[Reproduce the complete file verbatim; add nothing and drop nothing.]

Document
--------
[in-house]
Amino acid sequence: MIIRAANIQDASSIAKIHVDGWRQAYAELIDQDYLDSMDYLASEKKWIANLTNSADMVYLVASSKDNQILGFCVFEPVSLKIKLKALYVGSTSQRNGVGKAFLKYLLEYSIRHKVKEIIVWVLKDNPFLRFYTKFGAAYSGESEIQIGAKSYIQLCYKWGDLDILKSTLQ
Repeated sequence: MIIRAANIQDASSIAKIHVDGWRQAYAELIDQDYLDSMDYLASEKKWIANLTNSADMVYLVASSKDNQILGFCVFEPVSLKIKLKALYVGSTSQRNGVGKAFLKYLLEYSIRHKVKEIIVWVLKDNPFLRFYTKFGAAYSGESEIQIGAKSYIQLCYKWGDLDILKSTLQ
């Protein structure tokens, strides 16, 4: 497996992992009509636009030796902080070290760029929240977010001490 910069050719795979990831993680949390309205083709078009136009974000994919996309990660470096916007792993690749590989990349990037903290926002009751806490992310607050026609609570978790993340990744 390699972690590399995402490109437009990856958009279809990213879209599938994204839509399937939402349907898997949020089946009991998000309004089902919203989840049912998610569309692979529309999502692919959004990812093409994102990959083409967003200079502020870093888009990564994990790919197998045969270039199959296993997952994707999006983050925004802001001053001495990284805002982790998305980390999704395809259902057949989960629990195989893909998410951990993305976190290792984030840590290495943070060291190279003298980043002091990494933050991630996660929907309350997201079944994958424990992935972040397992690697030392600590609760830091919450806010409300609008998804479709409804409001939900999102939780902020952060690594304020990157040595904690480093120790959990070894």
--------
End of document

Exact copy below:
[in-house]
Amino acid sequence: MIIRAANIQDASSIAKIHVDGWRQAYAELIDQDYLDSMDYLASEKKWIANLTNSADMVYLVASSKDNQILGFCVFEPVSLKIKLKALYVGSTSQRNGVGKAFLKYLLEYSIRHKVKEIIVWVLKDNPFLRFYTKFGAAYSGESEIQIGAKSYIQLCYKWGDLDILKSTLQ
Repeated sequence: MIIRAANIQDASSIAKIHVDGWRQAYAELIDQDYLDSMDYLASEKKWIANLTNSADMVYLVASSKDNQILGFCVFEPVSLKIKLKALYVGSTSQRNGVGKAFLKYLLEYSIRHKVKEIIVWVLKDNPFLRFYTKFGAAYSGESEIQIGAKSYIQLCYKWGDLDILKSTLQ
């Protein structure tokens, strides 16, 4: 497996992992009509636009030796902080070290760029929240977010001490 910069050719795979990831993680949390309205083709078009136009974000994919996309990660470096916007792993690749590989990349990037903290926002009751806490992310607050026609609570978790993340990744 390699972690590399995402490109437009990856958009279809990213879209599938994204839509399937939402349907898997949020089946009991998000309004089902919203989840049912998610569309692979529309999502692919959004990812093409994102990959083409967003200079502020870093888009990564994990790919197998045969270039199959296993997952994707999006983050925004802001001053001495990284805002982790998305980390999704395809259902057949989960629990195989893909998410951990993305976190290792984030840590290495943070060291190279003298980043002091990494933050991630996660929907309350997201079944994958424990992935972040397992690697030392600590609760830091919450806010409300609008998804479709409804409001939900999102939780902020952060690594304020990157040595904690480093120790959990070894």